Today Dell announced the PowerEdge C6320 server for HPC and Big Data. With twice the performance of its predecessor on the LINPACK benchmark, the PowerEdge C6320 delivers extreme performance with four compute nodes in a compact, 2U chassis.
The PowerEdge C6320 features the latest generation of Intel Xeon E5-2600 v3 processors and provides up to 18 cores per socket (144 cores per 2U chassis), up to 512GB of DDR4 memory and up to 72TB of flexible local storage.
Dell PowerEdge C6320 powers Comet
Comet is a new petascale supercomputer designed to transform advanced scientific computing by expanding access and capacity among traditional as well as research domains. Deployed at the San Diego Supercomputer Center (SDSC) at the University of California, San Diego, Comet includes 27 racks of PowerEdge C6320 compute nodes and is designed to optimize capacity for modest-scale jobs. Totaling 1,944 nodes or 46,656 cores, Comet provides a five-fold increase in compute capacity versus SDSC’s previous HPC system.
We like to say that Comet provides ‘HPC for the 99 percent’ – essentially it’s about providing high-performance computing to a much larger research community and serving as a gateway to discovery,” said SDSC director Michael Norman, principal investigator for the Comet project. “In order to provide research to a larger community of users, we needed to start with a solid hardware foundation. We chose the Dell PowerEdge C6320s over competitive solutions because of Dell’s reputation in the HPC space, its leading hardware design and innovations, and for its ease of deployment. We’re excited to be working with Dell as we expand access to researchers who have not traditionally relied on supercomputers to help accelerate discovery.”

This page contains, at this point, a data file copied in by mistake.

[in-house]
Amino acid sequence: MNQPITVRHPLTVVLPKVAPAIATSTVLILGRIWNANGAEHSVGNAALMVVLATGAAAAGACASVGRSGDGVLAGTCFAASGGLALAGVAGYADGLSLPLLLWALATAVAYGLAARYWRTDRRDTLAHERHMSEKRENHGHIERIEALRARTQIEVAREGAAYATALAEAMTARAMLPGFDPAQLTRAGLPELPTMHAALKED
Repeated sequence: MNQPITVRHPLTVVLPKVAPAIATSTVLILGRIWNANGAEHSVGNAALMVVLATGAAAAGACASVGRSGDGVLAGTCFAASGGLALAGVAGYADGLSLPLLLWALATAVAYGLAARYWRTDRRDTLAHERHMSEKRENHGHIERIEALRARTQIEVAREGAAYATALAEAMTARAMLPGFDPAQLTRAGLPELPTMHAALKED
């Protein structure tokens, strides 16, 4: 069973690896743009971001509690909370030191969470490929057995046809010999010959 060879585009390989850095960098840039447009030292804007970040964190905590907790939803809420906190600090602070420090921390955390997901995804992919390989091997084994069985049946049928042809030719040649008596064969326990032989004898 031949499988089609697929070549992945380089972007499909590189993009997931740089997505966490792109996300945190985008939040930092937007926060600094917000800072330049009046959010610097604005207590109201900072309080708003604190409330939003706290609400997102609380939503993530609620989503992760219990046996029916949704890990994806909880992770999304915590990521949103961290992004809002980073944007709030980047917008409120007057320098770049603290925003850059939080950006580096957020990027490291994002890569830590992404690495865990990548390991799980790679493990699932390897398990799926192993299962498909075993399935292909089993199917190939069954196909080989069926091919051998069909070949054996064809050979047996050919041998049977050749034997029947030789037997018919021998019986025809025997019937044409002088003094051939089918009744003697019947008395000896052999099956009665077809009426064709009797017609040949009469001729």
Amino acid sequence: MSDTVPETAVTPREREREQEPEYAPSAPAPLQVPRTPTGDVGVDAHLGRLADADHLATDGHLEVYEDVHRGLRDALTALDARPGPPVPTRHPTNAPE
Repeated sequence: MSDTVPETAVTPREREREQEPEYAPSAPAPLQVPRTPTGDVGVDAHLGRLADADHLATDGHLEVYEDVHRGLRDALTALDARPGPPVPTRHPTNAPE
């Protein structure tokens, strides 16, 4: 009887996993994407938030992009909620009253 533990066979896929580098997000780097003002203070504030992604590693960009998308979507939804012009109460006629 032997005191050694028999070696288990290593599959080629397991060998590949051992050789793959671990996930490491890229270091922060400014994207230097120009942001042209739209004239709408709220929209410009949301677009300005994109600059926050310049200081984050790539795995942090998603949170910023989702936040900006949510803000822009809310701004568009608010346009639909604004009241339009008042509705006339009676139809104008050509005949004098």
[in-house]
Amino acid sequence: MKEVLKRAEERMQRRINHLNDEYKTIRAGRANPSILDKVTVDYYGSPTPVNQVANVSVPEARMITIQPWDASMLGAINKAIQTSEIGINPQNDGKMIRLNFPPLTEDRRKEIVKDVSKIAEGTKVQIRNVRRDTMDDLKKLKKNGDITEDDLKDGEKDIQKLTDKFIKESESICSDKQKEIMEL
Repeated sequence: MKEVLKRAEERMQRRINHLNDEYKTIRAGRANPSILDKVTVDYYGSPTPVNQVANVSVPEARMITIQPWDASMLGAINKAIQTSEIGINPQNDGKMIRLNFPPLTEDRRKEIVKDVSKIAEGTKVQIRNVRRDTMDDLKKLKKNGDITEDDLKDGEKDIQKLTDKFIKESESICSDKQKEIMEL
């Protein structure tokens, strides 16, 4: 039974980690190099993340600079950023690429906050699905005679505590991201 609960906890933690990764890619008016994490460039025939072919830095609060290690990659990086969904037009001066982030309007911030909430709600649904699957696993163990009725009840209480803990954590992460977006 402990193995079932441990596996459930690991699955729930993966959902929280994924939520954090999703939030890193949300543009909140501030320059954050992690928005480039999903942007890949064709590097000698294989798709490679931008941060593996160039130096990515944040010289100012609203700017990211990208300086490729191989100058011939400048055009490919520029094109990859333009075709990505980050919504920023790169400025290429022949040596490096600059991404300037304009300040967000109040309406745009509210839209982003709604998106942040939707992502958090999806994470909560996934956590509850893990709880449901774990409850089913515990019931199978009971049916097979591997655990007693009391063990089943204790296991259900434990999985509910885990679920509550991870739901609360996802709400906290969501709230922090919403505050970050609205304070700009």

For the most demanding HPC and big data workloads, customers can pair the PowerEdge C6320 with the accelerator-optimized PowerEdge C4130. As organizations are increasingly turning to GPUs for workload acceleration, the PowerEdge C4130 is a GPU dense and flexible rack server purpose-built to speed the most demanding workloads.